Good Times!

Phew – it’s 7:15pm and I just brought my bag in from the car and unpacked…I guess the retreat is officially over. It’s these last moments that are always the hardest for me. The removal of the bracelets, the cleaning of the cabin, Master Pearson’s final talk, the drive home, the transition between the high energy of the retreat weekend and the completely different energy that accompanies the dawning of the following Monday. One thing that makes this year different however, is the fact that we now have Hagsaeng Naebu and this blog. The bitterness that comes with the end of the retreat is somehow lessened by the knowledge that I’ll hopefully have the opportunity to participate in a similar experience in just a few weeks time and I have this format of media, however public, to relive the retreat through written word and pictures and reflect on it.

We had an absolutely wonderful 4 days together…definitely one of the top retreats that I’ve participated in (I think was my 14th or 15th year). Here’s my list of why this year was amazing (in no particular order) and hopefully this, along with our video posts (which will be up shortly) as well as the pictures will give you some insight into what we were up to all weekend long.

– We were back at Camp Gorham for the first time in 10 years and we were in a beautiful, brand new facility. It was perfect for our group (except for when I almost set the building on fire and the fire department had to come at 6 in the morning – this was by far the most mortifying moment I’ve ever had at a retreat). But the place was great and it really poignantly depicted what the retreat has always been about for me…a blending of the old and new, nostalgia for the past and excitement for the future.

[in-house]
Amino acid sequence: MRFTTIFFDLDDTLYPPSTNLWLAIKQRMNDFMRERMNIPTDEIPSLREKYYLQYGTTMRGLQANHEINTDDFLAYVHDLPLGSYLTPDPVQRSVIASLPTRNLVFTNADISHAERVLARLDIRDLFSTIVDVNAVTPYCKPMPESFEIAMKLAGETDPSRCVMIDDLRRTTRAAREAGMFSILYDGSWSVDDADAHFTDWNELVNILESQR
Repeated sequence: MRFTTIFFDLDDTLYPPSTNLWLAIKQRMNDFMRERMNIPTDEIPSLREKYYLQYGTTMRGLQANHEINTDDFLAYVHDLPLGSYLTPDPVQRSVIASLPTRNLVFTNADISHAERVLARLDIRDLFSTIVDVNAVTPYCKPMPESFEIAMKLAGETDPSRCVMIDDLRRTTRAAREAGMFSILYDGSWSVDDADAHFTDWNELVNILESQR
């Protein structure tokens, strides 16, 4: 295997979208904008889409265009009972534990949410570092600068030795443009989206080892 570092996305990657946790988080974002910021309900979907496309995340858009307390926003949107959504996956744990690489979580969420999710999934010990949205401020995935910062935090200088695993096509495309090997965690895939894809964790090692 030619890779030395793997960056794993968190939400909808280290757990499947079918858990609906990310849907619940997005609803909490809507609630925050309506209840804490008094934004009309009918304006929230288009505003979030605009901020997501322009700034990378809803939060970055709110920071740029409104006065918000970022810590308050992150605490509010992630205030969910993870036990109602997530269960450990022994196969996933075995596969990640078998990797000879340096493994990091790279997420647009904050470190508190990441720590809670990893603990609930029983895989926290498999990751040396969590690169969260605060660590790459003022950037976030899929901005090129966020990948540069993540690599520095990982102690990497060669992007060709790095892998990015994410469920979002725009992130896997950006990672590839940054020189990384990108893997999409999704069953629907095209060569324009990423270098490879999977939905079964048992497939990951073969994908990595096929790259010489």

– Morning meditation was not as brutal as it usually is. Oddly enough, this seemed to be the consensus throughout the group. In fact, several people related during the weekend that they had had some sort of breakthrough in this aspect of the retreat culture. I mentioned this in a video blog, I think, but I usually find our practice of 4:45am sitting to be quite horrendous. I’m so tired and incapable of functioning at that time of day that I rarely even give it a chance. On day 1 I sat correctly for about 45 seconds and then pulled my knees up to my chin and went to sleep. On day 2 however, perhaps it was the visual imagery the night before (I was told that I was given the suggestion that I would be full of energy in the morning and excited about meditation – a true rarity), but I decided to give it a real try. Believe it or not but for the full session I actually did what I was told…shocker, I know! And truth be told I found it to be much less difficult than I had expected. Imagine…following directions! Such a simple concept and yet totally transformative. Perhaps I’m turning over a new leaf!
– Our main focus on this retreat in terms of learning was pressure points. This is something we have done with some frequency in the past,including on our last road trip, so I was a bit apprehensive (although I try to live by the principle of “pay attention” that Ms. Doll talks about in her video post). It was great though! Usually we focus on the healing aspects of pressure points, but this time we did the opposite. We learned how to cause pain! We learned how to use the pressure points for both offensive and defensive purposes…the room echoed with “ouch!” and “oooooooh!” as groups practiced these seriously cool techniques. And then it happened…I had been waiting all day! Finally, as promised, Master Pearson called me to the front of the room to be his partner for the demonstration. His hands moved so fast, striking both sides of my head, one hitting the front right, the other connecting with the back left. For one split second I saw nothing, just complete blackness. In the next, I was lying on the floor…having survived my first pressure point knock out! IT WAS AWESOME!!!!!!!! For footage of the event actually happening, check out the video posted earlier this evening.